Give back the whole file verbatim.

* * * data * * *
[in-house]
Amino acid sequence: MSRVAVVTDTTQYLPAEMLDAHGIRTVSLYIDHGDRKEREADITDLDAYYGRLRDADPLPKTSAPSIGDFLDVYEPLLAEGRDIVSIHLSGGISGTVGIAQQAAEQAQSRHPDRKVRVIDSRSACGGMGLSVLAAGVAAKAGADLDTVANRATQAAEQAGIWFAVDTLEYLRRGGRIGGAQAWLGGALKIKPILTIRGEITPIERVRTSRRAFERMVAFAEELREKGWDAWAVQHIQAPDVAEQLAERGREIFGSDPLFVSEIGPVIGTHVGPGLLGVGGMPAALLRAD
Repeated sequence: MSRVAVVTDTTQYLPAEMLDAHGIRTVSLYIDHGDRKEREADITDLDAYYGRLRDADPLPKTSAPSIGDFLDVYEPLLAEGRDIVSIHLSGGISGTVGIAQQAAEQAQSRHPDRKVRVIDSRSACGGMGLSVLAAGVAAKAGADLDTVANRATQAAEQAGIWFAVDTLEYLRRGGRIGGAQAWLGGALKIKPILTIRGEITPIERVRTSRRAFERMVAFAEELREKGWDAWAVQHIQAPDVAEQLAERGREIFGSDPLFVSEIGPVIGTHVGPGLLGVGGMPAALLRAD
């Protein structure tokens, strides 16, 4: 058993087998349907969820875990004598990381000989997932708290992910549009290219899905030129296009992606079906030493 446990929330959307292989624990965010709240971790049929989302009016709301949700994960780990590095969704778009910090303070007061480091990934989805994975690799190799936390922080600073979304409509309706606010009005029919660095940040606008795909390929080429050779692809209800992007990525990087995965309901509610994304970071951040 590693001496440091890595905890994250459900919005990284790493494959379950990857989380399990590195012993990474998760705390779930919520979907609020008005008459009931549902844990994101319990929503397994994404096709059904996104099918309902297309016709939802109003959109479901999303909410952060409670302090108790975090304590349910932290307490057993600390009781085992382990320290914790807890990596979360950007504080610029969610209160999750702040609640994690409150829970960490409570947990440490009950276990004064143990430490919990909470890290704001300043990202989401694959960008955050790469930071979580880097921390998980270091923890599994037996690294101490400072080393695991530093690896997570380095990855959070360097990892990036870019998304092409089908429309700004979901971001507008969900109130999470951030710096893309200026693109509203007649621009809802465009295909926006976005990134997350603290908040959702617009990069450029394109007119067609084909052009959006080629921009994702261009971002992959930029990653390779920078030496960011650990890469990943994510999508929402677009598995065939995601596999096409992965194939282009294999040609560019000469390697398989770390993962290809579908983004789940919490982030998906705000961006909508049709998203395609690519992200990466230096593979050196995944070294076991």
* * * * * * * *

[in-house]
Amino acid sequence: MSRVAVVTDTTQYLPAEMLDAHGIRTVSLYIDHGDRKEREADITDLDAYYGRLRDADPLPKTSAPSIGDFLDVYEPLLAEGRDIVSIHLSGGISGTVGIAQQAAEQAQSRHPDRKVRVIDSRSACGGMGLSVLAAGVAAKAGADLDTVANRATQAAEQAGIWFAVDTLEYLRRGGRIGGAQAWLGGALKIKPILTIRGEITPIERVRTSRRAFERMVAFAEELREKGWDAWAVQHIQAPDVAEQLAERGREIFGSDPLFVSEIGPVIGTHVGPGLLGVGGMPAALLRAD
Repeated sequence: MSRVAVVTDTTQYLPAEMLDAHGIRTVSLYIDHGDRKEREADITDLDAYYGRLRDADPLPKTSAPSIGDFLDVYEPLLAEGRDIVSIHLSGGISGTVGIAQQAAEQAQSRHPDRKVRVIDSRSACGGMGLSVLAAGVAAKAGADLDTVANRATQAAEQAGIWFAVDTLEYLRRGGRIGGAQAWLGGALKIKPILTIRGEITPIERVRTSRRAFERMVAFAEELREKGWDAWAVQHIQAPDVAEQLAERGREIFGSDPLFVSEIGPVIGTHVGPGLLGVGGMPAALLRAD
């Protein structure tokens, strides 16, 4: 058993087998349907969820875990004598990381000989997932708290992910549009290219899905030129296009992606079906030493 446990929330959307292989624990965010709240971790049929989302009016709301949700994960780990590095969704778009910090303070007061480091990934989805994975690799190799936390922080600073979304409509309706606010009005029919660095940040606008795909390929080429050779692809209800992007990525990087995965309901509610994304970071951040 590693001496440091890595905890994250459900919005990284790493494959379950990857989380399990590195012993990474998760705390779930919520979907609020008005008459009931549902844990994101319990929503397994994404096709059904996104099918309902297309016709939802109003959109479901999303909410952060409670302090108790975090304590349910932290307490057993600390009781085992382990320290914790807890990596979360950007504080610029969610209160999750702040609640994690409150829970960490409570947990440490009950276990004064143990430490919990909470890290704001300043990202989401694959960008955050790469930071979580880097921390998980270091923890599994037996690294101490400072080393695991530093690896997570380095990855959070360097990892990036870019998304092409089908429309700004979901971001507008969900109130999470951030710096893309200026693109509203007649621009809802465009295909926006976005990134997350603290908040959702617009990069450029394109007119067609084909052009959006080629921009994702261009971002992959930029990653390779920078030496960011650990890469990943994510999508929402677009598995065939995601596999096409992965194939282009294999040609560019000469390697398989770390993962290809579908983004789940919490982030998906705000961006909508049709998203395609690519992200990466230096593979050196995944070294076991």